Category Archives: Education Savings Accounts

Wisconsin ESA Bill to Help Low-income Gifted Students

To start off the New Year, Wisconsin legislators have introduced an education saving account (ESA) bill for gifted and talented, low-income families in an effort to aid gifted students who are less likely to receive recognition and support. Two-thousand low-income students will have access to an ESA, with a limit of $1,000 that can be used for additional education services. While I fill my piggy bank up with money for candy and Legos, these families will be able to fill their account with tax-exempt funding for AP testing and college courses. There are an estimated three million K-12 students in the U.S. who are considered gifted. While we have a federal savings fund for students with learning disabilities, we lack a savings option for our gifted students. I think it’s time we acknowledge that there are students whose promise is being overlooked and potential underutilized and give them the opportunity to reach their best–Wisconsin’s proposal may prove to be a critical step in doing so. In a recent op-ed published in the Washington Examiner titled Is school choice 2.0 coming?, the authors clearly define how our education system undermines gifted students’ education: “Mass education presents a difficult balance for teachers, […]

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Reality Checked at the Door as Anti-DeVos Rhetoric Reaches a Fever Pitch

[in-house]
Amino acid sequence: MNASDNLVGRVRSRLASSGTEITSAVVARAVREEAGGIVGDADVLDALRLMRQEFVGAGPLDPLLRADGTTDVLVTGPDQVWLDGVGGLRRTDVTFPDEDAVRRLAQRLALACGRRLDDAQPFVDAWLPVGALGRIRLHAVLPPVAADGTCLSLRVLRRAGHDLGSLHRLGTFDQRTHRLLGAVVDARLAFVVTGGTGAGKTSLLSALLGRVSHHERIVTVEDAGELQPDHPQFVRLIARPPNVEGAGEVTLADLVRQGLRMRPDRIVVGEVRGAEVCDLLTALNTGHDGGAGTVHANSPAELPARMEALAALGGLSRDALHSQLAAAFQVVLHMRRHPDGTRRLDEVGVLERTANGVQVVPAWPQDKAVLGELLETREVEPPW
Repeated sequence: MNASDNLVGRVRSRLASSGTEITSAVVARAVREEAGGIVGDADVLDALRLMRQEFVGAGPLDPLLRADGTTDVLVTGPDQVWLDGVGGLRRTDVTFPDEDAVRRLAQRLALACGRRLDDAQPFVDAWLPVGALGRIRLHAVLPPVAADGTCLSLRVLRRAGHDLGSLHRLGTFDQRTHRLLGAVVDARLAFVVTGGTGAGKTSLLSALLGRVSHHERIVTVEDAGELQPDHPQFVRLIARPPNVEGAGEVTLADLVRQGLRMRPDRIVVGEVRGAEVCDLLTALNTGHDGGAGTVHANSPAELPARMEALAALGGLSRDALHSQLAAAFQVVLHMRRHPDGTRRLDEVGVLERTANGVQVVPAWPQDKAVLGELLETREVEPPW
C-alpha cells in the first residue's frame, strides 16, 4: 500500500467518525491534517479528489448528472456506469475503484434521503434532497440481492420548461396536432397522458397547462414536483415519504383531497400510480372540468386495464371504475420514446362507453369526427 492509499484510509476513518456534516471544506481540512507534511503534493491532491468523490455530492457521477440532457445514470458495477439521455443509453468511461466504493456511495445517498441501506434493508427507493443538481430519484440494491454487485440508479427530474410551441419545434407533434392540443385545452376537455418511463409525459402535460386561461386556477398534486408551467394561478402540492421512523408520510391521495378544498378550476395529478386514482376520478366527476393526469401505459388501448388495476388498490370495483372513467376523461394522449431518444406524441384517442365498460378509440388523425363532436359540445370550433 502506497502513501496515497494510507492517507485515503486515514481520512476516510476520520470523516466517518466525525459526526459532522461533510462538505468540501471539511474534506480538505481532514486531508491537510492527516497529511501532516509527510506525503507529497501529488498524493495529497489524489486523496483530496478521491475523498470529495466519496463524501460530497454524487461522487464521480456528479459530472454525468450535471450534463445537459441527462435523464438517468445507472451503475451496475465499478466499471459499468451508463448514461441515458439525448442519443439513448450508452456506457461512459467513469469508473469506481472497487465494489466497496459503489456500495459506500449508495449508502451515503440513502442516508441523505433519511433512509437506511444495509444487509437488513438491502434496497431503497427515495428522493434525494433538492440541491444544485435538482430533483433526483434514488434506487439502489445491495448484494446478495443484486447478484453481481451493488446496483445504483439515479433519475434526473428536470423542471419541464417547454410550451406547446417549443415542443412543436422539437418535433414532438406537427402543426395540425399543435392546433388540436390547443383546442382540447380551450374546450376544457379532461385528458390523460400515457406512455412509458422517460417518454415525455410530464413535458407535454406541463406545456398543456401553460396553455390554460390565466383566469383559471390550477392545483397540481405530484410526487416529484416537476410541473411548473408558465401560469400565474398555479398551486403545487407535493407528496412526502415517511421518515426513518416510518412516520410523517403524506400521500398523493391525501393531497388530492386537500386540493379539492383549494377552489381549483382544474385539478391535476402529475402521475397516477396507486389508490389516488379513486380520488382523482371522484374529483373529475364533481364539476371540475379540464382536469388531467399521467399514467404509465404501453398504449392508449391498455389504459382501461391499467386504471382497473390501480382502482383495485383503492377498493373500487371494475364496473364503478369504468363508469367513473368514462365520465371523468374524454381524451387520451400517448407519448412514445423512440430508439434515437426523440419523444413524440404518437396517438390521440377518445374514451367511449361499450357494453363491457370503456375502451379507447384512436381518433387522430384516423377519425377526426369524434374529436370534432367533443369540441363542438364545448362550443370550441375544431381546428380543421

In case you weren’t paying attention, something really big happened in the education world two days ago. Betsy DeVos, President-elect Trump’s pick for secretary of education, had her confirmation hearing before the U.S. Senate Committee on Health, Education, Labor, and Pensions. The hearing was actually supposed to happen earlier this month, but it was delayed “to accommodate the Senate schedule.” In other words, politics happened. But Republican leadership stuck to its word about not allowing Democratic complaints over ethics paperwork to prevent the confirmation process from moving forward, and so DeVos’s hearing went ahead. You can watch the full hearing here if you are so inclined. I’m still waiting for a credible transcript to be released. In the meantime, I’d like to talk a little about the slanted coverage of the hearing I’ve seen. I don’t know if you’ve ever watched a confirmation hearing before, but I have. They tend to amount to a whole lot of rhetorical jousting by senators looking to score points against their rivals’ picks, various attempts to force nominees to make (often absurd) commitments, and a cat-like ability to avoid answering trap questions on the part of the nominees themselves. They usually get partisan—and ugly—fast. […]

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Educational Choice, Hell, and the 2018 Gubernatorial Race